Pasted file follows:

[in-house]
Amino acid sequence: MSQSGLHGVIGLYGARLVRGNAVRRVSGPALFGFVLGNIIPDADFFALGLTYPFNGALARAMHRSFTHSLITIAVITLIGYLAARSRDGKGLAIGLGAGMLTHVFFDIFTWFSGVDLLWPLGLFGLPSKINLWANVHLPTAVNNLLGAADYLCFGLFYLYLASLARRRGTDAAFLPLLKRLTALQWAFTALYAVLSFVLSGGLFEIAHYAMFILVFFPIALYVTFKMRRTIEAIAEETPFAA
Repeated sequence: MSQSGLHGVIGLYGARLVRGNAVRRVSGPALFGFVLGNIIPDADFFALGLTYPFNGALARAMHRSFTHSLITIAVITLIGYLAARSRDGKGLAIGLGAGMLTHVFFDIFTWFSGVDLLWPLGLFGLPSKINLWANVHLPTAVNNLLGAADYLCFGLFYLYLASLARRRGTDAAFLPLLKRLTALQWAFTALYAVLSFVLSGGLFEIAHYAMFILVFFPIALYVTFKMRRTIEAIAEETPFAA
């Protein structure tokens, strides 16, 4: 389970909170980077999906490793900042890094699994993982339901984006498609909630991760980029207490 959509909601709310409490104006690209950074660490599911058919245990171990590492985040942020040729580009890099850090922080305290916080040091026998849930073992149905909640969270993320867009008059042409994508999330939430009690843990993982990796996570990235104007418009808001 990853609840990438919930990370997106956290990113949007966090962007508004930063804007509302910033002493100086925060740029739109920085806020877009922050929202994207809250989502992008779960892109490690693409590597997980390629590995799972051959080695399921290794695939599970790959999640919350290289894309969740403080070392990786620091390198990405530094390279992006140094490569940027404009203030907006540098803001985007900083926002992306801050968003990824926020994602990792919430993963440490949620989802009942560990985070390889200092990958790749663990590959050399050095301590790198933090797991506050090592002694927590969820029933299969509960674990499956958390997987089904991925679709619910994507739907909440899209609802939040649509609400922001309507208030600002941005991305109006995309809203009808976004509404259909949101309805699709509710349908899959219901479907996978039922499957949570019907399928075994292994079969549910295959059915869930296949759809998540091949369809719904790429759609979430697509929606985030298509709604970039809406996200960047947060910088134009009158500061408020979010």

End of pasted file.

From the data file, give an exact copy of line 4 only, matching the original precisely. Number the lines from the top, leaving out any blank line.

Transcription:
């Protein structure tokens, strides 16, 4: 389970909170980077999906490793900042890094699994993982339901984006498609909630991760980029207490 959509909601709310409490104006690209950074660490599911058919245990171990590492985040942020040729580009890099850090922080305290916080040091026998849930073992149905909640969270993320867009008059042409994508999330939430009690843990993982990796996570990235104007418009808001 990853609840990438919930990370997106956290990113949007966090962007508004930063804007509302910033002493100086925060740029739109920085806020877009922050929202994207809250989502992008779960892109490690693409590597997980390629590995799972051959080695399921290794695939599970790959999640919350290289894309969740403080070392990786620091390198990405530094390279992006140094490569940027404009203030907006540098803001985007900083926002992306801050968003990824926020994602990792919430993963440490949620989802009942560990985070390889200092990958790749663990590959050399050095301590790198933090797991506050090592002694927590969820029933299969509960674990499956958390997987089904991925679709619910994507739907909440899209609802939040649509609400922001309507208030600002941005991305109006995309809203009808976004509404259909949101309805699709509710349908899959219901479907996978039922499957949570019907399928075994292994079969549910295959059915869930296949759809998540091949369809719904790429759609979430697509929606985030298509709604970039809406996200960047947060910088134009009158500061408020979010």